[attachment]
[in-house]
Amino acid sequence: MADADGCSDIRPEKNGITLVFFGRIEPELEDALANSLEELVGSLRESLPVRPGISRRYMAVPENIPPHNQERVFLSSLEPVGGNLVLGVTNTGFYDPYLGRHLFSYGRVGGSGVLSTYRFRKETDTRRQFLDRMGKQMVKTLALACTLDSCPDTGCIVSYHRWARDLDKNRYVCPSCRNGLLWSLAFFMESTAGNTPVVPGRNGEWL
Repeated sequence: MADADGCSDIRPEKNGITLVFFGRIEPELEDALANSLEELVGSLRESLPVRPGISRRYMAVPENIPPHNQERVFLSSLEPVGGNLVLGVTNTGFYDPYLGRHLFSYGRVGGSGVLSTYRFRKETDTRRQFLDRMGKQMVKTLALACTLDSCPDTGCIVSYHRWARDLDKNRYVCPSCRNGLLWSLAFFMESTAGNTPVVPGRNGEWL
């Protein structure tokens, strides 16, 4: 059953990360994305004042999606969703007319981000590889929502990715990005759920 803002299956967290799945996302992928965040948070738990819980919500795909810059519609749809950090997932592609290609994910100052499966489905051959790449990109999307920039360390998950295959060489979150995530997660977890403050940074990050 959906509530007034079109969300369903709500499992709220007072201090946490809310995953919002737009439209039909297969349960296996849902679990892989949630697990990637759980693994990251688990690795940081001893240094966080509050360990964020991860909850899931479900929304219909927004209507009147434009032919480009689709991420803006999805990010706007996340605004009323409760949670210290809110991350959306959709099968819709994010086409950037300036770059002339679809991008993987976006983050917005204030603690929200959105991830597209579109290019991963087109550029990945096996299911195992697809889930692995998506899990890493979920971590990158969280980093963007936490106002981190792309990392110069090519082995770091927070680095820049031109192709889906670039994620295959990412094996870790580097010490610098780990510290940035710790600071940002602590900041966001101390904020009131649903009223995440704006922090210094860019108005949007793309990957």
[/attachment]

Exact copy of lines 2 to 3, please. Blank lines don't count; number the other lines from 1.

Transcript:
Amino acid sequence: MADADGCSDIRPEKNGITLVFFGRIEPELEDALANSLEELVGSLRESLPVRPGISRRYMAVPENIPPHNQERVFLSSLEPVGGNLVLGVTNTGFYDPYLGRHLFSYGRVGGSGVLSTYRFRKETDTRRQFLDRMGKQMVKTLALACTLDSCPDTGCIVSYHRWARDLDKNRYVCPSCRNGLLWSLAFFMESTAGNTPVVPGRNGEWL
Repeated sequence: MADADGCSDIRPEKNGITLVFFGRIEPELEDALANSLEELVGSLRESLPVRPGISRRYMAVPENIPPHNQERVFLSSLEPVGGNLVLGVTNTGFYDPYLGRHLFSYGRVGGSGVLSTYRFRKETDTRRQFLDRMGKQMVKTLALACTLDSCPDTGCIVSYHRWARDLDKNRYVCPSCRNGLLWSLAFFMESTAGNTPVVPGRNGEWL